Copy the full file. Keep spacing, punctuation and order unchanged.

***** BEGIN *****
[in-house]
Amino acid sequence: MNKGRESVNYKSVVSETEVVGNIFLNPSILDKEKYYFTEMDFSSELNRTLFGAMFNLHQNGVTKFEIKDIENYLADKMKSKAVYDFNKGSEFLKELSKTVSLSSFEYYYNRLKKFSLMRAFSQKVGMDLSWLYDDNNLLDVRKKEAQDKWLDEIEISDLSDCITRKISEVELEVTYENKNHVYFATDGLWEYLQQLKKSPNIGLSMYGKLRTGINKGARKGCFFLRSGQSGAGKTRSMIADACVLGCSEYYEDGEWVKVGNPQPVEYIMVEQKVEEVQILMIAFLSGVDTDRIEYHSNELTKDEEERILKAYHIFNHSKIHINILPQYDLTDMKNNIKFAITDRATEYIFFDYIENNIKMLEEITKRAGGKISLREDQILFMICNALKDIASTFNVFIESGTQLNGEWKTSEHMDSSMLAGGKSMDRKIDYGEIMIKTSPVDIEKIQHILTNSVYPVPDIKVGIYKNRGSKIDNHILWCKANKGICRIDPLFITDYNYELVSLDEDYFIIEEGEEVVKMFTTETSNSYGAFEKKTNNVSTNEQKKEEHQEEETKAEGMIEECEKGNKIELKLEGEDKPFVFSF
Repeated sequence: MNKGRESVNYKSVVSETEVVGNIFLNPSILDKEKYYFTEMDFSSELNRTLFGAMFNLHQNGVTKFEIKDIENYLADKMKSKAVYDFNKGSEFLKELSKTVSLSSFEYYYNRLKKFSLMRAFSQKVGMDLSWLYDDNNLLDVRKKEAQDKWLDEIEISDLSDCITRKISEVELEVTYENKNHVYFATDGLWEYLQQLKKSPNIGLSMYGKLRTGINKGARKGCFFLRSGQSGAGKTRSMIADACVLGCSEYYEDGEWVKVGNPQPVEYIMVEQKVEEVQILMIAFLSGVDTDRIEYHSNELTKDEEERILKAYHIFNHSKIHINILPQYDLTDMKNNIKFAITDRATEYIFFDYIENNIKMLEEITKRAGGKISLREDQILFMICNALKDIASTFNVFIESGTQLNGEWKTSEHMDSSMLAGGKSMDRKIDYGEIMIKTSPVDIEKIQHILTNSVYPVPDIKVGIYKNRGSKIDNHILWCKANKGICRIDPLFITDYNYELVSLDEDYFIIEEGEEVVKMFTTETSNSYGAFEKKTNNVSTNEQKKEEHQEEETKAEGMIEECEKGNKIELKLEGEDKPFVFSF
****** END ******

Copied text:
[in-house]
Amino acid sequence: MNKGRESVNYKSVVSETEVVGNIFLNPSILDKEKYYFTEMDFSSELNRTLFGAMFNLHQNGVTKFEIKDIENYLADKMKSKAVYDFNKGSEFLKELSKTVSLSSFEYYYNRLKKFSLMRAFSQKVGMDLSWLYDDNNLLDVRKKEAQDKWLDEIEISDLSDCITRKISEVELEVTYENKNHVYFATDGLWEYLQQLKKSPNIGLSMYGKLRTGINKGARKGCFFLRSGQSGAGKTRSMIADACVLGCSEYYEDGEWVKVGNPQPVEYIMVEQKVEEVQILMIAFLSGVDTDRIEYHSNELTKDEEERILKAYHIFNHSKIHINILPQYDLTDMKNNIKFAITDRATEYIFFDYIENNIKMLEEITKRAGGKISLREDQILFMICNALKDIASTFNVFIESGTQLNGEWKTSEHMDSSMLAGGKSMDRKIDYGEIMIKTSPVDIEKIQHILTNSVYPVPDIKVGIYKNRGSKIDNHILWCKANKGICRIDPLFITDYNYELVSLDEDYFIIEEGEEVVKMFTTETSNSYGAFEKKTNNVSTNEQKKEEHQEEETKAEGMIEECEKGNKIELKLEGEDKPFVFSF
Repeated sequence: MNKGRESVNYKSVVSETEVVGNIFLNPSILDKEKYYFTEMDFSSELNRTLFGAMFNLHQNGVTKFEIKDIENYLADKMKSKAVYDFNKGSEFLKELSKTVSLSSFEYYYNRLKKFSLMRAFSQKVGMDLSWLYDDNNLLDVRKKEAQDKWLDEIEISDLSDCITRKISEVELEVTYENKNHVYFATDGLWEYLQQLKKSPNIGLSMYGKLRTGINKGARKGCFFLRSGQSGAGKTRSMIADACVLGCSEYYEDGEWVKVGNPQPVEYIMVEQKVEEVQILMIAFLSGVDTDRIEYHSNELTKDEEERILKAYHIFNHSKIHINILPQYDLTDMKNNIKFAITDRATEYIFFDYIENNIKMLEEITKRAGGKISLREDQILFMICNALKDIASTFNVFIESGTQLNGEWKTSEHMDSSMLAGGKSMDRKIDYGEIMIKTSPVDIEKIQHILTNSVYPVPDIKVGIYKNRGSKIDNHILWCKANKGICRIDPLFITDYNYELVSLDEDYFIIEEGEEVVKMFTTETSNSYGAFEKKTNNVSTNEQKKEEHQEEETKAEGMIEECEKGNKIELKLEGEDKPFVFSF